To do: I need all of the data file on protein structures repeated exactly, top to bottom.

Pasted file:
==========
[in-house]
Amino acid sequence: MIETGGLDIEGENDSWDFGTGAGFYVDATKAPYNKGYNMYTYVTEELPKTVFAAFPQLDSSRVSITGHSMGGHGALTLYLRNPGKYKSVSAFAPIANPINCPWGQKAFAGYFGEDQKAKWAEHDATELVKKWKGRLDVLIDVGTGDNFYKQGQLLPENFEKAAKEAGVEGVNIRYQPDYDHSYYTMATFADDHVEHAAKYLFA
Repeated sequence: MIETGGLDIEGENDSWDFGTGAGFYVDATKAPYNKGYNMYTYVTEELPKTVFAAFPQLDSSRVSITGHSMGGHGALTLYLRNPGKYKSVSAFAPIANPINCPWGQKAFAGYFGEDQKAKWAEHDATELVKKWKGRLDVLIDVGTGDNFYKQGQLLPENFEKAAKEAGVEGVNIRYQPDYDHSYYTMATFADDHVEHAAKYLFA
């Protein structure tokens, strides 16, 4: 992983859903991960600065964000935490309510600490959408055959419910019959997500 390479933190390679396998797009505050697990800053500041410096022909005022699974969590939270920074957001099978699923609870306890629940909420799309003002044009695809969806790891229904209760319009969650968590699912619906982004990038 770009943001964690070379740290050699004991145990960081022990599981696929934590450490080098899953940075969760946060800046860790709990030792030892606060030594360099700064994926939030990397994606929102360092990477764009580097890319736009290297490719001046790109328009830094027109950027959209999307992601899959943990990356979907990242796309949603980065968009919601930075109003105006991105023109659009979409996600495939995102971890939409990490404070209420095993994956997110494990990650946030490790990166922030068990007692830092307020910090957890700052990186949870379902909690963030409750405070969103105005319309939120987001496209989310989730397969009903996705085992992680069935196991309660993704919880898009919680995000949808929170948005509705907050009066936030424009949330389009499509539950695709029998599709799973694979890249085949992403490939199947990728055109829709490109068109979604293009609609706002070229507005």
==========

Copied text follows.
[in-house]
Amino acid sequence: MIETGGLDIEGENDSWDFGTGAGFYVDATKAPYNKGYNMYTYVTEELPKTVFAAFPQLDSSRVSITGHSMGGHGALTLYLRNPGKYKSVSAFAPIANPINCPWGQKAFAGYFGEDQKAKWAEHDATELVKKWKGRLDVLIDVGTGDNFYKQGQLLPENFEKAAKEAGVEGVNIRYQPDYDHSYYTMATFADDHVEHAAKYLFA
Repeated sequence: MIETGGLDIEGENDSWDFGTGAGFYVDATKAPYNKGYNMYTYVTEELPKTVFAAFPQLDSSRVSITGHSMGGHGALTLYLRNPGKYKSVSAFAPIANPINCPWGQKAFAGYFGEDQKAKWAEHDATELVKKWKGRLDVLIDVGTGDNFYKQGQLLPENFEKAAKEAGVEGVNIRYQPDYDHSYYTMATFADDHVEHAAKYLFA
């Protein structure tokens, strides 16, 4: 992983859903991960600065964000935490309510600490959408055959419910019959997500 390479933190390679396998797009505050697990800053500041410096022909005022699974969590939270920074957001099978699923609870306890629940909420799309003002044009695809969806790891229904209760319009969650968590699912619906982004990038 770009943001964690070379740290050699004991145990960081022990599981696929934590450490080098899953940075969760946060800046860790709990030792030892606060030594360099700064994926939030990397994606929102360092990477764009580097890319736009290297490719001046790109328009830094027109950027959209999307992601899959943990990356979907990242796309949603980065968009919601930075109003105006991105023109659009979409996600495939995102971890939409990490404070209420095993994956997110494990990650946030490790990166922030068990007692830092307020910090957890700052990186949870379902909690963030409750405070969103105005319309939120987001496209989310989730397969009903996705085992992680069935196991309660993704919880898009919680995000949808929170948005509705907050009066936030424009949330389009499509539950695709029998599709799973694979890249085949992403490939199947990728055109829709490109068109979604293009609609706002070229507005």